‘Having kids shouldn’t be a luxury’ - Mumsnet response to cost of a child research
New research has revealed that families on minimum wage are 18% short of the amount needed for a basic standard of living. Here, MN blogger Catherine Mann argues that parenting must not become the preserve of the rich.
Everyone knows that August is an expensive time to be a parent. Whether it's paying for a holiday away, funding all-day childcare while school is shut, or just buying a round of ice creams on a day out - the break from routine can't help but put additional pressure on the family budget. And that's before you start to restock the uniform drawers.
Research published, though, shows that it's not just during the summer that parents' purses are feeling the pinch. Families are being hit hard by the double whammy of price rises and a decline in the extent to which the state helps families. And the figures are stark.
In the past two years, the average minimum cost of raising a child has risen by 8%. This means that families working full time at the national minimum wage are 18% short of the amount needed for a minimum standard of living. At 43%, the shortfall for out-of-work families is even greater – and in both cases, lone parents fare far worse than their counterparts in couples.
So what lies behind these increases? No parent will be surprised to hear that food makes up a quarter of the basic cost of raising a child – and the price of food has risen by 25% in the past six years. Keeping warm, clean and dry is necessary for every household, but especially those in which there are small children – and domestic energy bills have gone up by 45% in the same period. There are other, less obvious, increases too. Cuts to public transport in many places have meant that, for the first time, some families, especially those in rural or isolated areas are dependent on having a car or paying taxi fares in order to shop, work and access the services they need.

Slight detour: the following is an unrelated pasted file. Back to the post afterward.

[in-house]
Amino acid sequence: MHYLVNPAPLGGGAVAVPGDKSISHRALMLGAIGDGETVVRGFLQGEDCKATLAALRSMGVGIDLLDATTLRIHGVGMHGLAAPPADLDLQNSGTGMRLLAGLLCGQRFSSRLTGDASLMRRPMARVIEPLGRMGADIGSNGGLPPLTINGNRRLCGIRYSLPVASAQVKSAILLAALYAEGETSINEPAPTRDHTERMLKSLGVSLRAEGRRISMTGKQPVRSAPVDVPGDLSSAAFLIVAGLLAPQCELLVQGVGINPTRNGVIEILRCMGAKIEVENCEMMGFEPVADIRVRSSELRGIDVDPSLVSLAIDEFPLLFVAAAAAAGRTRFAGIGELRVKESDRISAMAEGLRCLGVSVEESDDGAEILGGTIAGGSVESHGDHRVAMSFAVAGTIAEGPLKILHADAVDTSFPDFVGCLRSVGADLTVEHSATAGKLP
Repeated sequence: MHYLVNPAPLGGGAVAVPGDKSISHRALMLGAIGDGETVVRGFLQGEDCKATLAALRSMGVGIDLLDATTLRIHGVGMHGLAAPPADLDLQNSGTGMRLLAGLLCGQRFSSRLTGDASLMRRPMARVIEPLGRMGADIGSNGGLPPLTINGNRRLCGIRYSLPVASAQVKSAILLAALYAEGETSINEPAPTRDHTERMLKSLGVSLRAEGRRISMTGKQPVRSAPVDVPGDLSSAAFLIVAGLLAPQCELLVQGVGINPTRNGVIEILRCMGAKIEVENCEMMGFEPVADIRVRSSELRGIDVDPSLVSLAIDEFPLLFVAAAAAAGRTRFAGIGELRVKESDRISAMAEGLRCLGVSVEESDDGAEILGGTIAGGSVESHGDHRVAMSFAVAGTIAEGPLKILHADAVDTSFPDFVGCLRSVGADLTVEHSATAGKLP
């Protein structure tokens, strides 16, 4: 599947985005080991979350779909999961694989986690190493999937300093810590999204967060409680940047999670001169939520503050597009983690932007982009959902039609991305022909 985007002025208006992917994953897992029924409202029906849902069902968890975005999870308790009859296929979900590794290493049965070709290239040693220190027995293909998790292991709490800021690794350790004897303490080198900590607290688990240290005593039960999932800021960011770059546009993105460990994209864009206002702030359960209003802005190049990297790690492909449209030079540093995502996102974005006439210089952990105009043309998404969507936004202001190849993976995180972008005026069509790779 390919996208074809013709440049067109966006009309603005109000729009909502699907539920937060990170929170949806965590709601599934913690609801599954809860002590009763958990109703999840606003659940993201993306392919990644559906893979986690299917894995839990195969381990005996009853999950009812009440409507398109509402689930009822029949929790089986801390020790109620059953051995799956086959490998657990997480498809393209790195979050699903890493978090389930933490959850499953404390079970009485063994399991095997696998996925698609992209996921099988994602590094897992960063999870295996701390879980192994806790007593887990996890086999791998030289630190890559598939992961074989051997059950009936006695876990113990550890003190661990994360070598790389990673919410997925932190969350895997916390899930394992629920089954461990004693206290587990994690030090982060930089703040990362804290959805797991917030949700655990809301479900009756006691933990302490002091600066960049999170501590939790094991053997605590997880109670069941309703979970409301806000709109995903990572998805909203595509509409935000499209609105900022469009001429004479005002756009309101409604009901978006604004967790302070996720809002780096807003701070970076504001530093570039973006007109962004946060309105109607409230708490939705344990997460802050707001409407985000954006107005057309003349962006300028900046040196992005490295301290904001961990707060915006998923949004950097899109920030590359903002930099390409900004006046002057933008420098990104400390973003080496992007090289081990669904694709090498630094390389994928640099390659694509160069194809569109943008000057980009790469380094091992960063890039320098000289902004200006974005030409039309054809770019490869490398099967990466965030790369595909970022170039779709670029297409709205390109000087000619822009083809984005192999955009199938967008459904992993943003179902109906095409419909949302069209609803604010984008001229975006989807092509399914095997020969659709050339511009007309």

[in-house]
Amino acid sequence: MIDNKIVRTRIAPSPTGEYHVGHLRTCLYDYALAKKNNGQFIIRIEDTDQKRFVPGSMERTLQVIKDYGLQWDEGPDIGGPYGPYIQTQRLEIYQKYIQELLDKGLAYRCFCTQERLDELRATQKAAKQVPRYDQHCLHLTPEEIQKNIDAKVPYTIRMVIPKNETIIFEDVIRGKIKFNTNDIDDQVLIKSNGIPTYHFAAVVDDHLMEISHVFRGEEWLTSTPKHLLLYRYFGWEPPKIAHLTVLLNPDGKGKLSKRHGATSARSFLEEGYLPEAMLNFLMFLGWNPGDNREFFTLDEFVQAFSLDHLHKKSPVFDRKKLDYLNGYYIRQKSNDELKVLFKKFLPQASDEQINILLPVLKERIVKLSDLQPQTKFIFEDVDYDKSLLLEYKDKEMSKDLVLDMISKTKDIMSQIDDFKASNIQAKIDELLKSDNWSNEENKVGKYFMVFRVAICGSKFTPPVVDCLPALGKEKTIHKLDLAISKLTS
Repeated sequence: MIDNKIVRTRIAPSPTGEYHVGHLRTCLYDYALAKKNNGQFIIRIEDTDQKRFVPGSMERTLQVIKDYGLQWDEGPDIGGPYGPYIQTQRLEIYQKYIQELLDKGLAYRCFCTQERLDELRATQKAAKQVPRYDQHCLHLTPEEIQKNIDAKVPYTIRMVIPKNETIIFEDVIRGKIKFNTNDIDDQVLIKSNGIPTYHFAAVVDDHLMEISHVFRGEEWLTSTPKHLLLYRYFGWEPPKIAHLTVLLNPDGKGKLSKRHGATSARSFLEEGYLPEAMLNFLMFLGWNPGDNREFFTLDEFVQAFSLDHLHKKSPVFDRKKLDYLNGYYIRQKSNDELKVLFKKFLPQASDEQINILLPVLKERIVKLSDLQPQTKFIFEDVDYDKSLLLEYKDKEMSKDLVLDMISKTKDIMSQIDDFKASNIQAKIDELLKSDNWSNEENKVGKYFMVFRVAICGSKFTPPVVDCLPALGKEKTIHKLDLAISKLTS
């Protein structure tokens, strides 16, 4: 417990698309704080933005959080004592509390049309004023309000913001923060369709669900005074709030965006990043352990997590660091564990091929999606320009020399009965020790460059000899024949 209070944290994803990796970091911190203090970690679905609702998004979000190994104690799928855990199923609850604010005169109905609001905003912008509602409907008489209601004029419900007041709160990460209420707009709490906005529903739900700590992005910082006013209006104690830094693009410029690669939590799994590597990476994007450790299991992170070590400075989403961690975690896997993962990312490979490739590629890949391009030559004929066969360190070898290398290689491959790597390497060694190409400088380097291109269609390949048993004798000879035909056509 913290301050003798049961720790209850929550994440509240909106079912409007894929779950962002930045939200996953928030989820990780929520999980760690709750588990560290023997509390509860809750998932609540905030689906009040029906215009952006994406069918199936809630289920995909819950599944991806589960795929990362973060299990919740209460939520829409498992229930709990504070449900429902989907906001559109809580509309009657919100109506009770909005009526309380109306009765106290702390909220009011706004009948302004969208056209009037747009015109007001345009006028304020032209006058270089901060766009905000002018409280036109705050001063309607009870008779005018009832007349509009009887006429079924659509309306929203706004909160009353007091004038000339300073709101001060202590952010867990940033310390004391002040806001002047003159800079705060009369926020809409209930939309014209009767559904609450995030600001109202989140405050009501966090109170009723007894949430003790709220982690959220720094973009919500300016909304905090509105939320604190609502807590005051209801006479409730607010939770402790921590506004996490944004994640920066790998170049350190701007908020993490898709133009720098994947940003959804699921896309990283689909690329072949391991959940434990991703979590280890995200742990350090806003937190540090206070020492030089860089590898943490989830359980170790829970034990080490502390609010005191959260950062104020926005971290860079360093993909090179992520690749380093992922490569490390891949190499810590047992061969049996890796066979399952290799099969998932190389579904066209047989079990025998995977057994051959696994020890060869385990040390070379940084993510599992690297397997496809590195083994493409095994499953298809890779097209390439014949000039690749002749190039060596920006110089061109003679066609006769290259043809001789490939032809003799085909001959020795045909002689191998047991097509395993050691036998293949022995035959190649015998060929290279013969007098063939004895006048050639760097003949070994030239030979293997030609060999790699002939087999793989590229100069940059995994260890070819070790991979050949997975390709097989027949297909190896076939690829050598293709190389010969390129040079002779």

Then, of course there's childcare. If both parents are working - the model which is increasingly being proposed as the best way to boost a family's financial circumstances - then childcare can account for 45% of the cost of raising a child. Together with food and energy, the cost of childcare has soared in the past few years, rising by almost half since 2008, while average wages have increased by just one fifth. Add in a freeze to Child Benefit and a cap on the tax credits which families in work receive to top up their wages, and it's not hard to see why many parents are really struggling to make ends meet.
Critics often scoff at the notion of true poverty in this country, and point to people on low incomes with mobile phones or flat screen televisions as evidence that "they're not really poor." However, in this report, the 'minimum standard of living' is based on the essential items needed for each household type, agreed by a panel of members of the public. The calculation for families on low incomes is dominated by food, clothes and shelter, but also rightly includes those items which are needed in order to have the opportunities and choices necessary to participate in society. Over the course of a childhood, having the money to pay for the occasional trip to the swimming pool, or to buy a small present if invited to a classmate's party isn't a luxury - it allows the child to feel that she matters and that she belongs, something in many ways as fundamental to her development as getting enough to eat.
There is a separate argument to be had about the level and the adequacy (or otherwise) of benefit payments made to those who are out of work for whatever reason. That aside, when the mantra that we hear about changes to the welfare structure is that they are aimed at 'making work pay', surely we need to ensure that it does just that? "Don't have children if you can't afford them", many will say, as if babies are a consumer choice much like building a conservatory, or going on a cruise, and ignoring the fact that circumstances can change. Of course it has always been more expensive to have children than not, and of course it makes sense for people to be encouraged to live within their means. We seem, though, to be sleepwalking into an era in which having children is becoming an unattainable luxury. If raising a family with some degree of dignity becomes unaffordable for many people, even if they're earning, its more than just individual parents who will pay the price.
This blog post originally appeared on Mumsnet.com, written by Catherine Mann.